2017-08-10 0:42 GMT+08:00 Peter Zijlstra <pet...@infradead.org>:
> On Wed, Aug 09, 2017 at 05:26:14PM +0800, Yafang Shao wrote:
>> 2017-08-09 17:09 GMT+08:00 Peter Zijlstra <pet...@infradead.org>:
>> > On Wed, Aug 09, 2017 at 04:01:49PM +0800, Yafang Shao wrote:
>> >> 2017-08-09 15:43 GMT+08:00 Peter Zijlstra <pet...@infradead.org>:
>> >> > On Wed, Aug 09, 2017 at 06:31:28PM +0800, Yafang Shao wrote:
>> >> >> Sometimes we want to get tasks in TASK_RUNNING sepcifically,
>> >> >> instead of dump all tasks.
>> >> >>
>> >> >> For example, when the loadavg are high, we want to dump
>> >> >> tasks in TASK_RUNNING and TASK_UNINTERRUPTIBLE, which contribute
>> >> >> to system load. But mostly there're lots of tasks in Sleep state,
>> >> >> which occupies almost all of the kernel log buffer, even overflows
>> >> >> it, that causes the useful messages get lost. Although we can
>> >> >> enlarge the kernel log buffer, but that's not a good idea.
>> >> >
>> >> > That's what you have serial consoles for...
>> >> >
>> >> mostly we don't even have one console because we alwayas login the
>> >> servers via ssh. And manage the servers with console is not so convenient.
>> >
>> > I find IPMI SOL very useful. Serial console (esp. earlyprintk) keeps on
>> > working long after most other things have died.
>> >
>> > In any case, you can easily dump the printk output into your ssh session
>> > if you want, use something like:
>> >
>> >         cat /dev/kmsg | tee logfile & echo t > /proc/sysrq-trigger
>> that's what I'm doing it currently :)
>> Then I thought deeply why not do it more smartly?
>> Introducing a new key(here I just modified the key 'w') only dump
>> tasks in running and blocked should be more smarter.
> Since you're strictly ssh based, you could maybe do a sysctl that allows
> changing the 'default' filter of sysctl-t, dunno if that makes sense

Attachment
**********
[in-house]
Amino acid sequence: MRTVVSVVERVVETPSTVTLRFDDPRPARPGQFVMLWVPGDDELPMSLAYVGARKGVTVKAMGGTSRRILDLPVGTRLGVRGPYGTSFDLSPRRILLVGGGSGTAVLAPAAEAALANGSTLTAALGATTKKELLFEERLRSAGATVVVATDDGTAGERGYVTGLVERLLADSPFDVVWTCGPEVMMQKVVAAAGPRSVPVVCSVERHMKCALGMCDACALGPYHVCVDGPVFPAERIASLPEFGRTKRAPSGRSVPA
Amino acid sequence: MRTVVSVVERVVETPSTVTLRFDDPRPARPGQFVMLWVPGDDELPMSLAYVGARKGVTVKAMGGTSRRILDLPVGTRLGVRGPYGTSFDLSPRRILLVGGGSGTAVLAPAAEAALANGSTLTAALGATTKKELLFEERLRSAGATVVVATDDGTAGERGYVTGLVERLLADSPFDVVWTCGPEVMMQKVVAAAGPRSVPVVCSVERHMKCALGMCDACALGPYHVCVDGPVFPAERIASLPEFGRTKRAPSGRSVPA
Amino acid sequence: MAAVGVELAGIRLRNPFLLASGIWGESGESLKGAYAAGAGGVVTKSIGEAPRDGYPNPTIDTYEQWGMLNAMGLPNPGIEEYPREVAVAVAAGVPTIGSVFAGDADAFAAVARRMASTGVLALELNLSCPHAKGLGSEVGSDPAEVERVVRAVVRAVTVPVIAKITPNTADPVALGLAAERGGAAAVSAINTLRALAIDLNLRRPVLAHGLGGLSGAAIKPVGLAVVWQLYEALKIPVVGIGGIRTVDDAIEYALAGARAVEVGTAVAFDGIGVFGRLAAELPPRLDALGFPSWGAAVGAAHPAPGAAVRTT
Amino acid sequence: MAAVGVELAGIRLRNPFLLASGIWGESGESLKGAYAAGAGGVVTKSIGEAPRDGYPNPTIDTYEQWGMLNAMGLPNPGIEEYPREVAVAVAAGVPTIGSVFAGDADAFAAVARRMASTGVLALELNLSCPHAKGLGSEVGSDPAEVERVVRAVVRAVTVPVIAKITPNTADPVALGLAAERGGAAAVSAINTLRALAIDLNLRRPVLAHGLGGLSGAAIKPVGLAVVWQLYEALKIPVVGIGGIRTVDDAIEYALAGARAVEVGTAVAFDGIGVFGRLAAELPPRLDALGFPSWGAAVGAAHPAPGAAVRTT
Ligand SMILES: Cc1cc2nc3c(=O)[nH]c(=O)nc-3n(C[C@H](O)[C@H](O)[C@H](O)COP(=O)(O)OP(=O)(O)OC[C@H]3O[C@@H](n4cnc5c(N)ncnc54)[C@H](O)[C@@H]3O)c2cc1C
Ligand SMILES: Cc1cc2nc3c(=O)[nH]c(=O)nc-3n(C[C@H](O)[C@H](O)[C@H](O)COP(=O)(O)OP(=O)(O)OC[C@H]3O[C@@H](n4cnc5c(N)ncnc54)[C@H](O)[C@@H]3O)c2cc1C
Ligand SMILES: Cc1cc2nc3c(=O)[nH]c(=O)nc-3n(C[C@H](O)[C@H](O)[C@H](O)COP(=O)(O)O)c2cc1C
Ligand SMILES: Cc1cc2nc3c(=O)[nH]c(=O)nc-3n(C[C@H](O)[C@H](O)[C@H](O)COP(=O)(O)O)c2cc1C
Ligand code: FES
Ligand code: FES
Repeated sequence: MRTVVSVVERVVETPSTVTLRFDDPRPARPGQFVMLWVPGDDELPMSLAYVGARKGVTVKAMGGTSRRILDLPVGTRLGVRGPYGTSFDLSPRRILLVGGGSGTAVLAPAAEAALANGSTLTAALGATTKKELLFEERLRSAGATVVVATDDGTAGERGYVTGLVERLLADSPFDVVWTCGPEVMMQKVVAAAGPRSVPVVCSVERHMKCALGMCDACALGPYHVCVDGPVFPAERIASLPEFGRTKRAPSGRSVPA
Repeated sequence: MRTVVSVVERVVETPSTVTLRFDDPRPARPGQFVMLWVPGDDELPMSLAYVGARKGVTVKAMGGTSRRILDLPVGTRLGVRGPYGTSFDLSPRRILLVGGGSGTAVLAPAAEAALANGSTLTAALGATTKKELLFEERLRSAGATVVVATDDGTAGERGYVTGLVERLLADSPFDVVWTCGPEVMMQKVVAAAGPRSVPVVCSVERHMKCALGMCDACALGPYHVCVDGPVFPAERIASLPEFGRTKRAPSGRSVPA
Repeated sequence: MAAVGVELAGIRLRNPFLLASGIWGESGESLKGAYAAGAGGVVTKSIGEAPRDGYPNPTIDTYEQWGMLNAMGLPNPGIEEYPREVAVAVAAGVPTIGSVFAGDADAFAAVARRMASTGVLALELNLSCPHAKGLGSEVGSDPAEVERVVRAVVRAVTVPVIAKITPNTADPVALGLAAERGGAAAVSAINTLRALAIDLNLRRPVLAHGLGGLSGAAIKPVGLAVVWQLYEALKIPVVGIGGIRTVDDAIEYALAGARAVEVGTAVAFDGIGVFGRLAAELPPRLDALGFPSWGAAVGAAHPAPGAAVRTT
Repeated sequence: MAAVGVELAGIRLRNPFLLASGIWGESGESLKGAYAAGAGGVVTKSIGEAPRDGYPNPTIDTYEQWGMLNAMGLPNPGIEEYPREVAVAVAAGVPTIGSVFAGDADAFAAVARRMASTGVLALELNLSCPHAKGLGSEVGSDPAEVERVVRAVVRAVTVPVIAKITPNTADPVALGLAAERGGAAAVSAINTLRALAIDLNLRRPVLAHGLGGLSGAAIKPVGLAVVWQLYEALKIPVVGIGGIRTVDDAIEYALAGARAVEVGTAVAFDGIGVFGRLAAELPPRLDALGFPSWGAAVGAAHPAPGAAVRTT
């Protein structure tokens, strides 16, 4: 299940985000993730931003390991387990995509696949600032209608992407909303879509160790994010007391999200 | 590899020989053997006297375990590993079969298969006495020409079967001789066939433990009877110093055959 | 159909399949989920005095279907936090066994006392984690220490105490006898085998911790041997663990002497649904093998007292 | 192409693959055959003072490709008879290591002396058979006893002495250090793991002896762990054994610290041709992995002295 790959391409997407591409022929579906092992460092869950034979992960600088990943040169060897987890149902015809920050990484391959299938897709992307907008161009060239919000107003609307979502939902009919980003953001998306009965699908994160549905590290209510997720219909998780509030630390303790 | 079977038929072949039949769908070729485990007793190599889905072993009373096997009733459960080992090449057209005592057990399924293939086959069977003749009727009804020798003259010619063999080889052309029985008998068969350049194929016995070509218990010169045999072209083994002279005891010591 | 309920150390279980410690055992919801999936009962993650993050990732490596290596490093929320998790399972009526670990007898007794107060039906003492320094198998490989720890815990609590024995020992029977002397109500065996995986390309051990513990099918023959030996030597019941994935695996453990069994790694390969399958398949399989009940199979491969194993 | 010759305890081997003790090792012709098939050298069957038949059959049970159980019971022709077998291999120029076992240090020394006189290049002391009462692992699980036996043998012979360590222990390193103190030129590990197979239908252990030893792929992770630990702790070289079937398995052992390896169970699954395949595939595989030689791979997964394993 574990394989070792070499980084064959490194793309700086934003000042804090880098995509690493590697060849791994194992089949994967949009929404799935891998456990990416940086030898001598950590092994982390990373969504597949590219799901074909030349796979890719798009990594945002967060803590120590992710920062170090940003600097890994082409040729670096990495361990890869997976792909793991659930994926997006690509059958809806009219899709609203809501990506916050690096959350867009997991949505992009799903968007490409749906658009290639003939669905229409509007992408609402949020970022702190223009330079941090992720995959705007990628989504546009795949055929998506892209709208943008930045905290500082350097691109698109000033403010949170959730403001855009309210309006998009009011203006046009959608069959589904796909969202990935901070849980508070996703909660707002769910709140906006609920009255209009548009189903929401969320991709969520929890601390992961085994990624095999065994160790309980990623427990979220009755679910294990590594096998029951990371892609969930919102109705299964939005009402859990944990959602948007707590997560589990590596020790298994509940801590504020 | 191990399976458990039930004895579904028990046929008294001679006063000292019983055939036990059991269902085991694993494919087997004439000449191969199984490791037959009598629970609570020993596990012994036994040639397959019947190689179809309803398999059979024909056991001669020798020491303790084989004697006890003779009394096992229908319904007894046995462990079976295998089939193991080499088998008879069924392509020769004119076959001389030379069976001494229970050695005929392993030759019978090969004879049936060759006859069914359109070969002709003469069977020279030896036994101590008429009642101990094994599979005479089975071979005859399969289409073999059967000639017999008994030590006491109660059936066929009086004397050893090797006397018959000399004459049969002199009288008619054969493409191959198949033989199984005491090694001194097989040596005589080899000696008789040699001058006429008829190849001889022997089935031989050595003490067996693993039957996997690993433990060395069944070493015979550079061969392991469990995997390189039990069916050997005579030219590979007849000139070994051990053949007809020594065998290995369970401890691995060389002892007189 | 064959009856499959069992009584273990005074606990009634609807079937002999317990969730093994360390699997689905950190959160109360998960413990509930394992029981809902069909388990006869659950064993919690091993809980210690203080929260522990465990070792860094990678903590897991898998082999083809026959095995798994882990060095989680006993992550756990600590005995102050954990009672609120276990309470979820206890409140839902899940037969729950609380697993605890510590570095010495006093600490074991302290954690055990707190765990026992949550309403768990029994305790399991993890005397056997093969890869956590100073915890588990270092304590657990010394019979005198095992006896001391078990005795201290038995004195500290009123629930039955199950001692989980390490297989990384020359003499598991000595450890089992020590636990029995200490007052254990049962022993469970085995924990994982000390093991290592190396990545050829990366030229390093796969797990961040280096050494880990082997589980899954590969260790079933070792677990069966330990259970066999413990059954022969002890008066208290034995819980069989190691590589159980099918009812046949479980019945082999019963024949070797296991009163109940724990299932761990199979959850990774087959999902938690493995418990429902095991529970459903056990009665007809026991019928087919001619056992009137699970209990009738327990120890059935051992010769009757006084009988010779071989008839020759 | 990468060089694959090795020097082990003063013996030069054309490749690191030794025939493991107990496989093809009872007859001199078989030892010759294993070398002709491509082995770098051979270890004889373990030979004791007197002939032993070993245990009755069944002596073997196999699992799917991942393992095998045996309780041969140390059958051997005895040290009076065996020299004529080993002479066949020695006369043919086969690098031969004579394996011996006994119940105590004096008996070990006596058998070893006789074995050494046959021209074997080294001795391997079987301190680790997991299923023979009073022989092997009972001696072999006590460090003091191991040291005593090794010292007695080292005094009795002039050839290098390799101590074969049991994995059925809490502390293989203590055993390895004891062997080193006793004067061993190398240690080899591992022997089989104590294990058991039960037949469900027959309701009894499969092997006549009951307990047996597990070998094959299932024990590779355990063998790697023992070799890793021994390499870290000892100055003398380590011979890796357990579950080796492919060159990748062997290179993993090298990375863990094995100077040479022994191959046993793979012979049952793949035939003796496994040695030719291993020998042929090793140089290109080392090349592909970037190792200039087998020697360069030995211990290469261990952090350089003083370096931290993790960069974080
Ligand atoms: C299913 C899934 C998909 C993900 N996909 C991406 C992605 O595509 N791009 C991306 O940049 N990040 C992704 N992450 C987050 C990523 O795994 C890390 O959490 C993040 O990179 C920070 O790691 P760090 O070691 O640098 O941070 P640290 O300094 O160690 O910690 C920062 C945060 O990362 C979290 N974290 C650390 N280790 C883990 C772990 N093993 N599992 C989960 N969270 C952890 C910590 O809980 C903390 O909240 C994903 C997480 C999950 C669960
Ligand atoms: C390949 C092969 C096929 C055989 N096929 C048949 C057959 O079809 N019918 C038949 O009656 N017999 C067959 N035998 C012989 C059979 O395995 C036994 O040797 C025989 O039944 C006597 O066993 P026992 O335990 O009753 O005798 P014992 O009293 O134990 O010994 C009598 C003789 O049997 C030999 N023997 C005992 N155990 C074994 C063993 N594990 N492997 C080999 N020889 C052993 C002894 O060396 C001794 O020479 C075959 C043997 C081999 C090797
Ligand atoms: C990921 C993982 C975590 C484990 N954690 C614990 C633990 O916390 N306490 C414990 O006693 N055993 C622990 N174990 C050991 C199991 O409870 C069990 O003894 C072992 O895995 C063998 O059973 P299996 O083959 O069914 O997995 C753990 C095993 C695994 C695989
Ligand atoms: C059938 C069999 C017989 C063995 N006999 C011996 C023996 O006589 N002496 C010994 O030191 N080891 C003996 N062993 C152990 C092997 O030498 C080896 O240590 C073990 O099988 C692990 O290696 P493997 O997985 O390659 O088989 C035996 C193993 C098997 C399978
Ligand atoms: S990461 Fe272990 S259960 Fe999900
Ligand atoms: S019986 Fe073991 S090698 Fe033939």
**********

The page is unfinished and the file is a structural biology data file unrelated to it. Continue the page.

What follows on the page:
> though.
> Also, since you're not actually debugging a dead machine, maybe you can
> do a custom kernel module / systemtap / ebpf thing that collects
> precisely the information you want.
> sysrq is typically a last ditch debug mostly dead machine thing, which
> you're very much not having.

Per my understanding, SysRq is a very old thing.
I agree with you that SysRq is implemented to debug dead machine. In
the old days, once the machine was dead, we could press the SysRq key
on the keyboad to help us collect the information then analyze and
resovle it. That's great.
But things change now.
Nowdayes, tens of thousands of servers running in IDC without keyboad
nor screen, but I find this old thing still be the easiest way to
troubeshoot some kernel issues introduced by the applications. For
example, once there's sudden/random CPU %sys utilization spikes, or
suden/random system loadavg spikes, we could use /proc/sysrq-trigger
conveniently  collecting the information in the kernel and analyze
what the issue is in the kernel.

Old things, new issues.

>> >
>> > I really see no problem here. Then you can run a bit of awk or whatever
>> > your favourite tool is to filter out the stuff you don't want.
>> >
>> Another question, if we could filter with scritpts in userland, why
>> did we introduced the key 'w' to dump only blocked state
>> as we already have a key 't' to dump all tasks ?
> No idea that is long before my time, I expect because 'w' (blocked) is
> typically a small number of tasks.

If the machine dead, there should not be many runnning tasks as well.


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